Borg vs. McEnroe: Great Rivalry Makes Great Film
Review by Aaron Haughton
Scandinavian documentarian Janus Metz serves up a wallop of a feature film debut with Borg vs. McEnroe, a thoroughly engaging depiction of rivalry between two of the greatest tennis players of all time and the match that made them infamous. More anecdotal that truth, but centered around actual events (1980 Wimbledon tournament), the film will have you on edge even if you know the outcome of the famous match, and draws tight psychological portraits of both Borg and McEnroe that are as enlightening as they are entertaining.
Like last year's Battle of the Sexes, Borg vs. McEnroe manages to succeed where nearly every film about tennis before them faulted; both films are genuinely captivating, true to the sport, and properly set up the stakes. Plus, both films come with an added bonus: you don't have to know much of anything about tennis to find enjoyment in each picture. While also technically a period piece, Borg doesn't have any grand political statements on gender or sexuality, but instead offers an intense and gripping snapshot into the psychology of competition and stresses of rivalry.
Part of the film's cleverness stems from its suggestion that Borg (Sverrir Gudnason) and McEnroe (Shia LaBeouf) have more in common than meets the eye and are practically the same underneath it all. On the surface, Borg is calm and collected, robotic in emotion; whereas, McEnroe is volatile and confrontational, always wearing his emotions in play sight. However, after deep diving into each player, we see the similarities shared by Borg and McEnroe and begin to understand why they carry themselves the way they do. The genius is that it shows the humanity in the emotionless Borg, and the calm behind McEnroe's storm with relative ease and relentless pace.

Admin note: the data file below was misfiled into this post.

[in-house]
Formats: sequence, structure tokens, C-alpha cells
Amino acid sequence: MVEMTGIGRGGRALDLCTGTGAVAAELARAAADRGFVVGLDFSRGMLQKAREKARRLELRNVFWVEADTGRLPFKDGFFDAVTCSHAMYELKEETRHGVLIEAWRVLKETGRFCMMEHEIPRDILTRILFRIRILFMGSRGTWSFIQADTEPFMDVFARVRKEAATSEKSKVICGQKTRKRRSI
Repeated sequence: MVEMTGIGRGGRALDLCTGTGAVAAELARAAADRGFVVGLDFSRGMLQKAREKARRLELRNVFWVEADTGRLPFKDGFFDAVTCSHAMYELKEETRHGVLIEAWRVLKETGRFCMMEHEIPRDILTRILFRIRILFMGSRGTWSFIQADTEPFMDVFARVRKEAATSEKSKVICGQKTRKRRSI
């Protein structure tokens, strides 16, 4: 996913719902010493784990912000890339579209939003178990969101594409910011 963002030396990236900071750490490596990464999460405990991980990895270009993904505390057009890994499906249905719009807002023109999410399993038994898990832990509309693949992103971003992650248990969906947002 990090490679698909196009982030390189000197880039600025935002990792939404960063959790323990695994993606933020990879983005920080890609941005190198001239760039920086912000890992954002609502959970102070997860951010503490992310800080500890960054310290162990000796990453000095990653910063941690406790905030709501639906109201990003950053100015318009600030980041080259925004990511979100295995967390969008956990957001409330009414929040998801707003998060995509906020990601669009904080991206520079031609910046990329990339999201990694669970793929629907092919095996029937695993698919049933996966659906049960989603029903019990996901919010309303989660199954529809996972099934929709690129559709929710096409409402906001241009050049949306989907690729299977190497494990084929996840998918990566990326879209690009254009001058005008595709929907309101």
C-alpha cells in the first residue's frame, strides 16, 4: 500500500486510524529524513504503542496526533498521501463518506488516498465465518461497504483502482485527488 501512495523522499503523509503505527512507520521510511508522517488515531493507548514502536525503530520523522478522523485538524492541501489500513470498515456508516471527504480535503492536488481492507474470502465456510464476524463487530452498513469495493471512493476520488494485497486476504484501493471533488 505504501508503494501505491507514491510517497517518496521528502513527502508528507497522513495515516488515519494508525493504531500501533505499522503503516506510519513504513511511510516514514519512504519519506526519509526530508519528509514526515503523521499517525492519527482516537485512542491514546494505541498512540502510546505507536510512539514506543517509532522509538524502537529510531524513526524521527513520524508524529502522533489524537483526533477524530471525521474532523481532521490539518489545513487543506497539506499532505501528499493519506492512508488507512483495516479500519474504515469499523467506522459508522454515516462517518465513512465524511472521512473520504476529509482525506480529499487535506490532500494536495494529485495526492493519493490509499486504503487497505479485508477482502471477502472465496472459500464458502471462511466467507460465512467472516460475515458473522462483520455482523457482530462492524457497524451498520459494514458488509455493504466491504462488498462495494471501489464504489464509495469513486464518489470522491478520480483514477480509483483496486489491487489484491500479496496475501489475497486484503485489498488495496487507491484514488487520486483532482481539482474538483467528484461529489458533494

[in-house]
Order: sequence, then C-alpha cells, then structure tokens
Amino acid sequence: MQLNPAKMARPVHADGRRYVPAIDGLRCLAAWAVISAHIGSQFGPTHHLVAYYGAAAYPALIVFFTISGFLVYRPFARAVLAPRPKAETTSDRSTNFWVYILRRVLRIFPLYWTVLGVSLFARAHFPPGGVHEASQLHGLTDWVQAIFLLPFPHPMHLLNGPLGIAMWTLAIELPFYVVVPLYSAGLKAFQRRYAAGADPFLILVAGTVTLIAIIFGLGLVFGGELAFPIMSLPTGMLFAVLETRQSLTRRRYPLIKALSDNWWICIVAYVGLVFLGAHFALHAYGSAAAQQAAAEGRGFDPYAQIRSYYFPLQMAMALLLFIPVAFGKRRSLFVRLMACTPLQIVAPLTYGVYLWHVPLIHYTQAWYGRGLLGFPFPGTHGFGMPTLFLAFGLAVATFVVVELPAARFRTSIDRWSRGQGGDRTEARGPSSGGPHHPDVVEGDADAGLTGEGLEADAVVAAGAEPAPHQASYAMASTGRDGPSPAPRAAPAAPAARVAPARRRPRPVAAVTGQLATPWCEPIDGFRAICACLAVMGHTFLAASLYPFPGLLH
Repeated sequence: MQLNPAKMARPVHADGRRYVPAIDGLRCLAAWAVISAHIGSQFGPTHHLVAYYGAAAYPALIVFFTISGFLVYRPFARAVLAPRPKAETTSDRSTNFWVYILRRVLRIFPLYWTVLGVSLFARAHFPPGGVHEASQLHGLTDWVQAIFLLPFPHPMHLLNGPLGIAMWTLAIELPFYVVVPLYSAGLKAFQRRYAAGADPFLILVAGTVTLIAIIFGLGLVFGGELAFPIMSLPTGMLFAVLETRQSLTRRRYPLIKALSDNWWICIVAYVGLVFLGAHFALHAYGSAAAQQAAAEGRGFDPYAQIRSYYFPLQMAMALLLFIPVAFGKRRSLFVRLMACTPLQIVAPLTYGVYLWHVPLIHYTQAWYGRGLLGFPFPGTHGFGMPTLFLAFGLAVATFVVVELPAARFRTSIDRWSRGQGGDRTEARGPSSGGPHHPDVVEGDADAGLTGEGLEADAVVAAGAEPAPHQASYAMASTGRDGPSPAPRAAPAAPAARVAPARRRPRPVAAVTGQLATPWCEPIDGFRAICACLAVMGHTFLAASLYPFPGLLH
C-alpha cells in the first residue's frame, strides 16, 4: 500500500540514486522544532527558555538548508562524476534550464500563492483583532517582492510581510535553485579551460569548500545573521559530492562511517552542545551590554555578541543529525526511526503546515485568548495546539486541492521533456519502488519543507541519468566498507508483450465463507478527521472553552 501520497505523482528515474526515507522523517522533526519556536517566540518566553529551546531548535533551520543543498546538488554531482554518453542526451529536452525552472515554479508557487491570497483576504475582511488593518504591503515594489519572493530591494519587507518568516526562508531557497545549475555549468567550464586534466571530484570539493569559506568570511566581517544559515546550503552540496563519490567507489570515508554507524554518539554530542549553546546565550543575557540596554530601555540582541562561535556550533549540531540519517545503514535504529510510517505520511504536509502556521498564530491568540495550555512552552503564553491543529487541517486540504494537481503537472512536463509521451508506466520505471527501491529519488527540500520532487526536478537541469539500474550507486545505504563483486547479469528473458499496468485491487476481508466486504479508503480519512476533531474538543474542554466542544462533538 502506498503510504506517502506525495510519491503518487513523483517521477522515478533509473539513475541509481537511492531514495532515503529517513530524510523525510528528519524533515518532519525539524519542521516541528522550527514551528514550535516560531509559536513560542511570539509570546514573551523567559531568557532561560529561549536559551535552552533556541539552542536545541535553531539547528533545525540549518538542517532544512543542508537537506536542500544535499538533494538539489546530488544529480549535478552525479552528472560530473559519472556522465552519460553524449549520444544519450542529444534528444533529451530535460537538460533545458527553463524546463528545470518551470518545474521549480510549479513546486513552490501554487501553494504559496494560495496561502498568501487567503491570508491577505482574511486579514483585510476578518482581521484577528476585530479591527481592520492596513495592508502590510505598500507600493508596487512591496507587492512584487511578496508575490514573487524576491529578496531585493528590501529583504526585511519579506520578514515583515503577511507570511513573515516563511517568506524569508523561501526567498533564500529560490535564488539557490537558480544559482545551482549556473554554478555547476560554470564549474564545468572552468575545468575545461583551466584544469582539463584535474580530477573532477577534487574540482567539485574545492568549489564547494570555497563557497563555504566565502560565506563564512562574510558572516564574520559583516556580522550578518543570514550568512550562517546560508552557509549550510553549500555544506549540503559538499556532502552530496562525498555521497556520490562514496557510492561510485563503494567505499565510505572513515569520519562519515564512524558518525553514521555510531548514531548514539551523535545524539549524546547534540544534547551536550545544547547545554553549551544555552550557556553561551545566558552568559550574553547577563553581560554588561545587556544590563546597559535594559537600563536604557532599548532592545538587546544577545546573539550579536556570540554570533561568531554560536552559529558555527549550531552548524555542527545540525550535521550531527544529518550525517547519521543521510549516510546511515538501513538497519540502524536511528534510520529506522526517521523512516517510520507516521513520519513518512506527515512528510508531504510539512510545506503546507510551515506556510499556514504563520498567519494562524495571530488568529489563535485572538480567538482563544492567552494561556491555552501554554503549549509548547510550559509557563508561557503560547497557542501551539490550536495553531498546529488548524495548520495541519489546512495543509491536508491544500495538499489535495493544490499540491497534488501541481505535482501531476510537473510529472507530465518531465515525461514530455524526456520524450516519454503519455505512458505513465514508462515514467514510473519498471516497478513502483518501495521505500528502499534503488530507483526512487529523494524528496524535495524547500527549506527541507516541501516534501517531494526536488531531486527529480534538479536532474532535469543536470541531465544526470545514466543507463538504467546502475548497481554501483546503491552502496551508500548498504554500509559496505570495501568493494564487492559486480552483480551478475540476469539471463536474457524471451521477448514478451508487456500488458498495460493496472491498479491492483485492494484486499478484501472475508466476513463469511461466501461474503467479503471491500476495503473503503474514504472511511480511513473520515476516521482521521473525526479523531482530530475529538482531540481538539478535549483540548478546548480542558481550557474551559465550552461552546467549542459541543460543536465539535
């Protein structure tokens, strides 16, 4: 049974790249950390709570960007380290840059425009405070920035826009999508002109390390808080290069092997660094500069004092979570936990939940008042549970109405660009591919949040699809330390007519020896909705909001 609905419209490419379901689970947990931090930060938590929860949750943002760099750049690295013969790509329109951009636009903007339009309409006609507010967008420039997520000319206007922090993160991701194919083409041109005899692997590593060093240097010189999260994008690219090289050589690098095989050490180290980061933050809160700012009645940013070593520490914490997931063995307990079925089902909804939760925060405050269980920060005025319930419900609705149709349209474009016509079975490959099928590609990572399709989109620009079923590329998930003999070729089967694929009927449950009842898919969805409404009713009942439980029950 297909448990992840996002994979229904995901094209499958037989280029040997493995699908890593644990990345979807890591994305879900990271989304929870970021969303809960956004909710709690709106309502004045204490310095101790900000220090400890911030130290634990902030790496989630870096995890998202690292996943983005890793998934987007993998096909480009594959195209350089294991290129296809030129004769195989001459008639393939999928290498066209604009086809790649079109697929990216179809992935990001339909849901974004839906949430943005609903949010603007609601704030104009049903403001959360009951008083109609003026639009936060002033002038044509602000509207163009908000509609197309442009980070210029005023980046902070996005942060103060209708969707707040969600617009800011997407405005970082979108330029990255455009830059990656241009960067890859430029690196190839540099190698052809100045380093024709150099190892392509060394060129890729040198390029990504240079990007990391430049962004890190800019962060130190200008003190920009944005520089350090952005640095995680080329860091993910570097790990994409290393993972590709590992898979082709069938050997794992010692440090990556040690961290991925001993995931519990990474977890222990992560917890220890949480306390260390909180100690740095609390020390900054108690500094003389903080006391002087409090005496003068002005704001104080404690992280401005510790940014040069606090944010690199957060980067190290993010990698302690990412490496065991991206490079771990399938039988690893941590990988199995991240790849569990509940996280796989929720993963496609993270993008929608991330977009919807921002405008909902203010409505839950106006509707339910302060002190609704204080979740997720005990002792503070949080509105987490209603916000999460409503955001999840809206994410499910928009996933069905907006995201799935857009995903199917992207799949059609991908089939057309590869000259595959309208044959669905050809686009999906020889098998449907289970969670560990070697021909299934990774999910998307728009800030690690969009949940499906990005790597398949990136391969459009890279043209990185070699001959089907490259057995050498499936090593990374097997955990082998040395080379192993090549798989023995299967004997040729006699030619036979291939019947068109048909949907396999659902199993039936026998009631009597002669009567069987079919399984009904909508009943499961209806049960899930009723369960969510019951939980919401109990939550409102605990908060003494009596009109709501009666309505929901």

In addition to the writing, the performances are part of its shining qualities. Shia LaBeouf is absolutely explosive and burns up the screen whenever he's present. It's the comeback role he needed, and it marks his most memorable performance since 2014's Fury. The only crime the film commits is that LaBeouf's McEnroe doesn't have enough screen time, playing second fiddle to Gudnason's Borg, who is more psychologically complicated but not nearly as intriguing as McEnroe. Nonetheless, Sverrir Gudnason is quietly effective, and this film should earn him a notable name in the U.S. Also, Stellen Skarsgård is excellent in a meaty supporting role as Borg’s tennis coach Lennart Bergelin, which marks his first role in a Swedish film since 2014’s In Order of Disappearance.
Borg vs. McEnroe may lack the artful stylization that makes Battle of the Sexes pop, but it more than makes up for any waning visual flair with its faultless editing, which moves with the speed of a tennis serve. The energetic pacing is met with an equally strong flow that bounces between protagonists like a tennis ball in a match and gracefully enters and exits flashbacks without shoehorning them. The story is nicely structured and adequately sets up the emotional stakes for both players, which adds to the intensity of the final Wimbledon match because the individual pressures can be felt from both sides. Even better, regardless of if you already know the outcome of the match, the way it plays out on screen will have you hanging from your seat.
All in all, Borg vs. McEnroe makes for some rousing cinema, but isn't without its flaws. The end all be all tennis movie has yet to be made, but with each new attempt, it seems we push closer to that kinda Mecca. Until then, Borg vs. McEnroe and Battle for the Sexes are the closest to perfection and should satisfy anyone's craving, tennis fan or not.
Rating: 4 sweatbands outta 5.
What do you think? Is this one of the finest tennis films ever made? Is LaBeouf a tour de force? We want to know. Share your thoughts and feelings in the comments section below, and as always, remember to viddy well!